A surprisingly long history
If you were competing in a trivia contest and had to produce an answer, what’s your educated guess about how the sport of badminton came to be invented? If you think it got its start so early, the earliest ancestors of Lord Grantham on Downton Abbey played it, you would be in good company. In fact, the roots of badminton stretch back 2,000 years. Versions of it called shuttlecock and battledore were played in India, Greece and China.
As a matter of fact, India tends to get most of the credit when the evolution of badminton is discussed. Today’s version of this court game got its name from a sprawling residence called Badminton House located in Gloucestershire, England. The estate was home to the Duke of Beaufort who, rumor has it, became obsessed with the game of Poona while serving in India. He brought it home to his estate around 1873, renamed it and the rest is history.
Badminton fights for acceptance on the world stage
How does a game go from being the number one activity on a lavish British estate to a sport played ’round the world? Word of mouth. The Duke’s guests returned from holidays at Badminton House to tell friends about an activity that resembled tennis, but had its own set of rules. Those rules and regulations were drafted by the Duke and remain the core of today’s competitions. As a matter of fact, his estate remained an epicenter of information about the game and in 1934, became the headquarters of the International Badminton Federation (IBF).
Badminton became popular for any number of reasons and while its popularity has ebbed and flowed over time, in the tradition of “everything old is new again,” badminton has again become popular. Attesting to this evolution is the rise of membership in the IBF that began with just a handful of nations–namely Canada, Denmark, France, Netherlands and New Zealand plus the British Isles. The U.S. didn’t join the Federation until 1938, but to many, the game wasn’t legitimized until it was named an official Olympic sport at the Barcelona games of 1992.
How the game is played
As a beginner, you may nor may not have been given the badminton rules of the road, so allow us to condense them for you so you’re as informed as a newbie can be. You’ll report to a rectangular court that features a net at the center and is surrounded by sidelines and boundaries that are determined by whether you’re competing in a singles or doubles match. That net is 5-feet-high in regulation play. The server(s) winning the coin toss stands at the service line, lobs the shuttlecock diagonally at the opposition and the competition begins.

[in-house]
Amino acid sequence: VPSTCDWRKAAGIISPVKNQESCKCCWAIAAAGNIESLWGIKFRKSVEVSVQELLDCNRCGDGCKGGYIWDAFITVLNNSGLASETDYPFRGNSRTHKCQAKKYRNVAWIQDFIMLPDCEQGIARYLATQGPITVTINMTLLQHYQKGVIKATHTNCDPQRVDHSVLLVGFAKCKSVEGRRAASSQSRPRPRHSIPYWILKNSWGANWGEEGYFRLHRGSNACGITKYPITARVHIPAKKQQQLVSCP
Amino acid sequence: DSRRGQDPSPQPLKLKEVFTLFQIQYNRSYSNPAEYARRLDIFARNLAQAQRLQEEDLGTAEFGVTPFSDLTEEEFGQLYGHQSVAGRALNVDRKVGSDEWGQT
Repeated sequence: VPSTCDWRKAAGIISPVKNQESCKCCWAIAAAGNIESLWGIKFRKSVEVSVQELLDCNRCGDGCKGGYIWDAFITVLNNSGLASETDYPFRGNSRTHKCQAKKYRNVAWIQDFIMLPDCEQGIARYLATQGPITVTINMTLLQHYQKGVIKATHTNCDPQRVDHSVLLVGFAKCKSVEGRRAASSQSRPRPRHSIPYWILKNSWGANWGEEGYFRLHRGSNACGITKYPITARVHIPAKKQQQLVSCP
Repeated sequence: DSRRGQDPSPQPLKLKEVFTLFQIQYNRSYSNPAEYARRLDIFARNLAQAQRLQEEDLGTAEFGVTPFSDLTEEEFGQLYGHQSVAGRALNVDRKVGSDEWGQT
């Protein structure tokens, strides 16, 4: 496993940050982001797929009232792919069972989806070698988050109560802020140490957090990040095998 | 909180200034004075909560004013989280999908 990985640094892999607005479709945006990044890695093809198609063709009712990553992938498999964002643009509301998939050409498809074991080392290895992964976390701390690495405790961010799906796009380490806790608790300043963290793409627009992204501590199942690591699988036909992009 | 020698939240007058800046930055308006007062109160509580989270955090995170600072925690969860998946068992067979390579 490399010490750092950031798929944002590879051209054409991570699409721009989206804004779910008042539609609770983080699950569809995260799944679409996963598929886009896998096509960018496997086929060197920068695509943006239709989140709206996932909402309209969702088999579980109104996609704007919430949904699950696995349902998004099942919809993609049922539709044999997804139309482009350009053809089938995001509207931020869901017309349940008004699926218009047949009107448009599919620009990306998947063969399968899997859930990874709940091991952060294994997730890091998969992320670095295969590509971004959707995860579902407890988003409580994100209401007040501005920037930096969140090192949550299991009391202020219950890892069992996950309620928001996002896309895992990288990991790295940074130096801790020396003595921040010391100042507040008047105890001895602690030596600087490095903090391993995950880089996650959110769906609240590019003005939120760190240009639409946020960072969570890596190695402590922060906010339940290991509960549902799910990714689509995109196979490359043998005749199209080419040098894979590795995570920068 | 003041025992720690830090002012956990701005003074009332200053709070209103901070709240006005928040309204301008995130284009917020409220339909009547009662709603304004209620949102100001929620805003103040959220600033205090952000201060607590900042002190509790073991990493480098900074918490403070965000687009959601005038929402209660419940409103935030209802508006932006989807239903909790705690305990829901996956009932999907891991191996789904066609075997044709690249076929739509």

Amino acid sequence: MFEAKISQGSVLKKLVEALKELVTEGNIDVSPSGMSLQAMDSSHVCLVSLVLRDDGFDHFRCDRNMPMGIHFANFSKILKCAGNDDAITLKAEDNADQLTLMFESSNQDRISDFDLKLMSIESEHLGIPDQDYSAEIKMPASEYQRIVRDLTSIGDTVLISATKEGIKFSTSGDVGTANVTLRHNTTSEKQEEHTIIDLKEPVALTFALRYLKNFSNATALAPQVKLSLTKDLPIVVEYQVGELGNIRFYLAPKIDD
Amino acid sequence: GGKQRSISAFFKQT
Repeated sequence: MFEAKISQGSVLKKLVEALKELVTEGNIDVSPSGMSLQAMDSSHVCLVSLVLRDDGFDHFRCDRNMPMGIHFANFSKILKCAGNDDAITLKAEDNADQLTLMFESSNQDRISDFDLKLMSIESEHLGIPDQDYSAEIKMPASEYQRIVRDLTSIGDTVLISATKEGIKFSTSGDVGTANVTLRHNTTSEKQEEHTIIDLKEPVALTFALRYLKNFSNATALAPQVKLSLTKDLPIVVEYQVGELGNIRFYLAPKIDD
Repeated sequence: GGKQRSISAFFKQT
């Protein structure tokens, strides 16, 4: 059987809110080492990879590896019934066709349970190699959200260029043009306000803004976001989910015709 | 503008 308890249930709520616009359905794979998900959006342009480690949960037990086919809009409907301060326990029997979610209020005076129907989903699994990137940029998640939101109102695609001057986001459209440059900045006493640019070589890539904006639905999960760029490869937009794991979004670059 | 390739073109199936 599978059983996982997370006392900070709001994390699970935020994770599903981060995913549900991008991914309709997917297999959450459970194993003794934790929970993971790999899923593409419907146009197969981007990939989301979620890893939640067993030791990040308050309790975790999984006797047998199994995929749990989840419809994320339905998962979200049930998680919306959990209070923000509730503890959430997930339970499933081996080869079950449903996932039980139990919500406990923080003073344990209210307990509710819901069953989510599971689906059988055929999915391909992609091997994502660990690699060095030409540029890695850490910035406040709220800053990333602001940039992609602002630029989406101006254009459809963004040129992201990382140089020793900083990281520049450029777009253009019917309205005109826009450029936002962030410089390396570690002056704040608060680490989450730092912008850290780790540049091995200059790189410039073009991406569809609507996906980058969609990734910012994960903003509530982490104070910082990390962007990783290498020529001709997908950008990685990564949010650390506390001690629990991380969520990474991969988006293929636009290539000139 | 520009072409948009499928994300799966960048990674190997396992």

Unlike tennis, serves must hit below waist height. The game progresses until one player achieves 21 points. The grand winner of the competition is the player whose skill is so commanding, he or she wins the best of three games. There are circumstances under which a rally can be halted with no score penalty because a player violated a rule. This game demands study and practice if one is to become proficient.
The deception factor
Thinking back to the Duke’s initial invention of the game of badminton in the 1870s, it’s easy to imagine ladies in long white dresses and gentlemen in sports attire of the day exhibiting the utmost courtesy on the court while obeying every rule set down. So how did it happen that badminton came to encourage deception as part of its strategies? Deception moves are expected, clever, artful and take time to master, but if you’re going to play like a champ, be prepared to add a few deceptive moves to your game.
It’s all on the up-and-up because in this case, deception has nothing to do with cheating. You simply learn to move at opportune times that trip up your competitor so he has no clue that he’s literally being “played.” Expect your opponent’s skill at detecting deceptive moves and making plenty of his own to be part of your game. Perhaps he has mastered slicing, a shortened hitting technique or become adroit at delivering a clever cross-court sliced drop shot. The more you play, the more you’ll identify and master deception. After all, these moves are legitimate aspects of the game.